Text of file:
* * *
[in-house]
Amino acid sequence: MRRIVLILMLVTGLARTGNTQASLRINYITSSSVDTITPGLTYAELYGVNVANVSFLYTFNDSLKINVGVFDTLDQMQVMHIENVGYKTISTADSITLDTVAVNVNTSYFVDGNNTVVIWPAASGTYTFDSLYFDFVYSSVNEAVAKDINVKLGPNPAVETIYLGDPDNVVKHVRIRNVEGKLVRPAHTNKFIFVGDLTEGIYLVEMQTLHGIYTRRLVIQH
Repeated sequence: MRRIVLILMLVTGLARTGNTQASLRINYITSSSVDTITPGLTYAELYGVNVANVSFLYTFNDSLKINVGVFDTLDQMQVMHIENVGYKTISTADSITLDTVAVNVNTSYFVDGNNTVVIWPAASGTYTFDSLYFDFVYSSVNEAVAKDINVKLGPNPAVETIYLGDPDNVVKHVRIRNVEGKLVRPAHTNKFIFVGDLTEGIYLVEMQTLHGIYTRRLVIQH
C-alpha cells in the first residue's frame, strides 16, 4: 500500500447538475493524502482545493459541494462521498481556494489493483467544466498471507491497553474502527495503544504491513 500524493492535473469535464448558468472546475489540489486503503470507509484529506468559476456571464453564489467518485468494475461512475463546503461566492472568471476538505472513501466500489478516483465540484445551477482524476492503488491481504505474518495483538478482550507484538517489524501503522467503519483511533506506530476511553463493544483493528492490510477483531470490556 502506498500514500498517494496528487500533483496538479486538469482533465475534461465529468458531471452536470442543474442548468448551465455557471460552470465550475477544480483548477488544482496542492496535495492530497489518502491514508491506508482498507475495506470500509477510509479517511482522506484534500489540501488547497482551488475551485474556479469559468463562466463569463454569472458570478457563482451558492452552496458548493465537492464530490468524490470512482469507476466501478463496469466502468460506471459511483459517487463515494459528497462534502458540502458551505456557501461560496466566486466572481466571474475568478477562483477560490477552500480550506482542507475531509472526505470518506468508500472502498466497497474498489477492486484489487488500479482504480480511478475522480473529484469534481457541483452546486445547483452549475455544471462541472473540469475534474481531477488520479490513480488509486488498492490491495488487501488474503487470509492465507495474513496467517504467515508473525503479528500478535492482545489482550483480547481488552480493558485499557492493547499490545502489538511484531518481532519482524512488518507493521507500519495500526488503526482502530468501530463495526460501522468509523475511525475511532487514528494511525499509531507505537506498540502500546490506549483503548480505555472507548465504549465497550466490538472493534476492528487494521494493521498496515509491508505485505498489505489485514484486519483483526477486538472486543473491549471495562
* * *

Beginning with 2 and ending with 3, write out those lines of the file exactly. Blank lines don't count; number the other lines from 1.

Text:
Amino acid sequence: MRRIVLILMLVTGLARTGNTQASLRINYITSSSVDTITPGLTYAELYGVNVANVSFLYTFNDSLKINVGVFDTLDQMQVMHIENVGYKTISTADSITLDTVAVNVNTSYFVDGNNTVVIWPAASGTYTFDSLYFDFVYSSVNEAVAKDINVKLGPNPAVETIYLGDPDNVVKHVRIRNVEGKLVRPAHTNKFIFVGDLTEGIYLVEMQTLHGIYTRRLVIQH
Repeated sequence: MRRIVLILMLVTGLARTGNTQASLRINYITSSSVDTITPGLTYAELYGVNVANVSFLYTFNDSLKINVGVFDTLDQMQVMHIENVGYKTISTADSITLDTVAVNVNTSYFVDGNNTVVIWPAASGTYTFDSLYFDFVYSSVNEAVAKDINVKLGPNPAVETIYLGDPDNVVKHVRIRNVEGKLVRPAHTNKFIFVGDLTEGIYLVEMQTLHGIYTRRLVIQH